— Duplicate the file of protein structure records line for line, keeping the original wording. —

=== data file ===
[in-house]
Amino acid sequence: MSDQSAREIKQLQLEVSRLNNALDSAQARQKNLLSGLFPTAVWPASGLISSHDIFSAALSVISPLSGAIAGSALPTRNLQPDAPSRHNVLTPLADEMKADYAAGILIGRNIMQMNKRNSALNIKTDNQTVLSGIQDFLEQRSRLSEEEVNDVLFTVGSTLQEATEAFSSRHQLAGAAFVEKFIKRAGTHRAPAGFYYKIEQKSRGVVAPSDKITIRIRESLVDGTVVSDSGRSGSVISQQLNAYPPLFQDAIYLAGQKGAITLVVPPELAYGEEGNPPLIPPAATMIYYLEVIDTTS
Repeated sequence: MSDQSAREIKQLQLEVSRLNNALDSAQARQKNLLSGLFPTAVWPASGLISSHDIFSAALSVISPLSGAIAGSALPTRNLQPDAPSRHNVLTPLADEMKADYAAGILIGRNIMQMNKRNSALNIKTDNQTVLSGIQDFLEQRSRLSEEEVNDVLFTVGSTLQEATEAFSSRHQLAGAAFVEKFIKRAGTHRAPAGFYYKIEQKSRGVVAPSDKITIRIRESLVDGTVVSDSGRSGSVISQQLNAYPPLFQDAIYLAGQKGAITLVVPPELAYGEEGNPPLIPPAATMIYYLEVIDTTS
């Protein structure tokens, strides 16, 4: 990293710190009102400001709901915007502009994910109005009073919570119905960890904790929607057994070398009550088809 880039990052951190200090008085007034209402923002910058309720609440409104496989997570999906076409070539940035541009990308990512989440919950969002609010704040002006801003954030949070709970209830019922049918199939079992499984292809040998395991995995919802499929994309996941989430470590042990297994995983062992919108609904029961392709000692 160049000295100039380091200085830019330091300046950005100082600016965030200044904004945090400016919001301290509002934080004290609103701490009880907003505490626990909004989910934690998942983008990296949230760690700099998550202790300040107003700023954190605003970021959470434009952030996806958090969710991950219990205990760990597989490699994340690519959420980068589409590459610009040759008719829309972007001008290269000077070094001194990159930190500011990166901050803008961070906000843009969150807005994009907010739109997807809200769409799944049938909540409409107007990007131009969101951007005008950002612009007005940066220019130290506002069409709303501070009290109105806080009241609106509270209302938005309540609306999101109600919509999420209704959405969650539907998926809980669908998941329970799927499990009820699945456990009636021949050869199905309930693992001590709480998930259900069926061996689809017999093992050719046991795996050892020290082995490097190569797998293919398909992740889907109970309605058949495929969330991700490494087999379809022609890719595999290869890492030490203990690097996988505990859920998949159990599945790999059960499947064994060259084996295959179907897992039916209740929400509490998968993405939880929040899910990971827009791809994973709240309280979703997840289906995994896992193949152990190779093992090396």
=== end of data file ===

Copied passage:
[in-house]
Amino acid sequence: MSDQSAREIKQLQLEVSRLNNALDSAQARQKNLLSGLFPTAVWPASGLISSHDIFSAALSVISPLSGAIAGSALPTRNLQPDAPSRHNVLTPLADEMKADYAAGILIGRNIMQMNKRNSALNIKTDNQTVLSGIQDFLEQRSRLSEEEVNDVLFTVGSTLQEATEAFSSRHQLAGAAFVEKFIKRAGTHRAPAGFYYKIEQKSRGVVAPSDKITIRIRESLVDGTVVSDSGRSGSVISQQLNAYPPLFQDAIYLAGQKGAITLVVPPELAYGEEGNPPLIPPAATMIYYLEVIDTTS
Repeated sequence: MSDQSAREIKQLQLEVSRLNNALDSAQARQKNLLSGLFPTAVWPASGLISSHDIFSAALSVISPLSGAIAGSALPTRNLQPDAPSRHNVLTPLADEMKADYAAGILIGRNIMQMNKRNSALNIKTDNQTVLSGIQDFLEQRSRLSEEEVNDVLFTVGSTLQEATEAFSSRHQLAGAAFVEKFIKRAGTHRAPAGFYYKIEQKSRGVVAPSDKITIRIRESLVDGTVVSDSGRSGSVISQQLNAYPPLFQDAIYLAGQKGAITLVVPPELAYGEEGNPPLIPPAATMIYYLEVIDTTS
């Protein structure tokens, strides 16, 4: 990293710190009102400001709901915007502009994910109005009073919570119905960890904790929607057994070398009550088809 880039990052951190200090008085007034209402923002910058309720609440409104496989997570999906076409070539940035541009990308990512989440919950969002609010704040002006801003954030949070709970209830019922049918199939079992499984292809040998395991995995919802499929994309996941989430470590042990297994995983062992919108609904029961392709000692 160049000295100039380091200085830019330091300046950005100082600016965030200044904004945090400016919001301290509002934080004290609103701490009880907003505490626990909004989910934690998942983008990296949230760690700099998550202790300040107003700023954190605003970021959470434009952030996806958090969710991950219990205990760990597989490699994340690519959420980068589409590459610009040759008719829309972007001008290269000077070094001194990159930190500011990166901050803008961070906000843009969150807005994009907010739109997807809200769409799944049938909540409409107007990007131009969101951007005008950002612009007005940066220019130290506002069409709303501070009290109105806080009241609106509270209302938005309540609306999101109600919509999420209704959405969650539907998926809980669908998941329970799927499990009820699945456990009636021949050869199905309930693992001590709480998930259900069926061996689809017999093992050719046991795996050892020290082995490097190569797998293919398909992740889907109970309605058949495929969330991700490494087999379809022609890719595999290869890492030490203990690097996988505990859920998949159990599945790999059960499947064994060259084996295959179907897992039916209740929400509490998968993405939880929040899910990971827009791809994973709240309280979703997840289906995994896992193949152990190779093992090396």